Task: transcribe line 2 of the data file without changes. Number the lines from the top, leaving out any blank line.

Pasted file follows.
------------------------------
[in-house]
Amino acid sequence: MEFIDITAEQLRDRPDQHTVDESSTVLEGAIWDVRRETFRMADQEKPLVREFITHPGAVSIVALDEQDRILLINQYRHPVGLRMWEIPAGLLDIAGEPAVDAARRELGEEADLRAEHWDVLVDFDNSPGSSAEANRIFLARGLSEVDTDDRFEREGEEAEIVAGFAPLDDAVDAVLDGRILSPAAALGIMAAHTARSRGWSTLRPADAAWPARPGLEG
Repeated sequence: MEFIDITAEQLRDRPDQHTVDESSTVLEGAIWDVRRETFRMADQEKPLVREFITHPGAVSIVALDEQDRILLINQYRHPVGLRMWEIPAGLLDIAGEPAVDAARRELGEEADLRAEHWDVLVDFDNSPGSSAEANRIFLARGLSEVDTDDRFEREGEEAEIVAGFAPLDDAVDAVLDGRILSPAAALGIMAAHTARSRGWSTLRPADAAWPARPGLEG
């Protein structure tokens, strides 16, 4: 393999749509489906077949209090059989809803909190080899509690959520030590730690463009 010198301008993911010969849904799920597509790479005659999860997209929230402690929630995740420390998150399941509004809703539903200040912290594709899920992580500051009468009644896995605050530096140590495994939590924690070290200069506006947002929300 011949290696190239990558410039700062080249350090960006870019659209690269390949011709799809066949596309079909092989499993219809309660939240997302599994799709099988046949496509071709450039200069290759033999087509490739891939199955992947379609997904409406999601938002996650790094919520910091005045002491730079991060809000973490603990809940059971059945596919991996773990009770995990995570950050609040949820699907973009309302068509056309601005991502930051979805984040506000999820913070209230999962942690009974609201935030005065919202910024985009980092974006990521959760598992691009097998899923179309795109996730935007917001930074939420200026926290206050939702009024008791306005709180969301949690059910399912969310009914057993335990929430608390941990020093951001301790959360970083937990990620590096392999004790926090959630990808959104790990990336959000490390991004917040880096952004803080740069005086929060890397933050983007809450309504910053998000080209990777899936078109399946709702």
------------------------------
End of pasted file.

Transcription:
Amino acid sequence: MEFIDITAEQLRDRPDQHTVDESSTVLEGAIWDVRRETFRMADQEKPLVREFITHPGAVSIVALDEQDRILLINQYRHPVGLRMWEIPAGLLDIAGEPAVDAARRELGEEADLRAEHWDVLVDFDNSPGSSAEANRIFLARGLSEVDTDDRFEREGEEAEIVAGFAPLDDAVDAVLDGRILSPAAALGIMAAHTARSRGWSTLRPADAAWPARPGLEG